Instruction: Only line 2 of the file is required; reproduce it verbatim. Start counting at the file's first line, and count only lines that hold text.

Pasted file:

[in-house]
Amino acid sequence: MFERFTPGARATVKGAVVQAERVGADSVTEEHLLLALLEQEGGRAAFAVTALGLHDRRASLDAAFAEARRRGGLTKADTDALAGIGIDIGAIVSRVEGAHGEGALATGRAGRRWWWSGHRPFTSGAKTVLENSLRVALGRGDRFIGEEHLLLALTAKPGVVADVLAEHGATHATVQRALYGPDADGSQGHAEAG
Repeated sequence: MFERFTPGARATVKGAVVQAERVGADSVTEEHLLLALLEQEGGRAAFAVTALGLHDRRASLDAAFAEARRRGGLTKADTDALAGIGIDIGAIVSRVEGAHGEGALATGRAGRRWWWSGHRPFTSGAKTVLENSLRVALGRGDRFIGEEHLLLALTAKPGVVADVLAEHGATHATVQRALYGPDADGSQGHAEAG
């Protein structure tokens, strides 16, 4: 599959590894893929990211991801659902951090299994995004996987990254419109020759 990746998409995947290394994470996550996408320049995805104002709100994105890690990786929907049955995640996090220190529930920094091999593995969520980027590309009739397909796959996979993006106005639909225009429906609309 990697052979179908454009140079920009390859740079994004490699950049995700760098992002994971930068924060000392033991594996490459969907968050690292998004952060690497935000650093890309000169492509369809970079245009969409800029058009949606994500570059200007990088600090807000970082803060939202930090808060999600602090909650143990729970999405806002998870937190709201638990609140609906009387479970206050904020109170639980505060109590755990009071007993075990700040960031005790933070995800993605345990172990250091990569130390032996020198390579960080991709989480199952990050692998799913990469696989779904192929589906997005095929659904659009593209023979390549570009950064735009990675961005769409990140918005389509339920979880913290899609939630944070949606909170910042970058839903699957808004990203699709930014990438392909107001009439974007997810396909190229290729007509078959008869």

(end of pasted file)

Amino acid sequence: MFERFTPGARATVKGAVVQAERVGADSVTEEHLLLALLEQEGGRAAFAVTALGLHDRRASLDAAFAEARRRGGLTKADTDALAGIGIDIGAIVSRVEGAHGEGALATGRAGRRWWWSGHRPFTSGAKTVLENSLRVALGRGDRFIGEEHLLLALTAKPGVVADVLAEHGATHATVQRALYGPDADGSQGHAEAG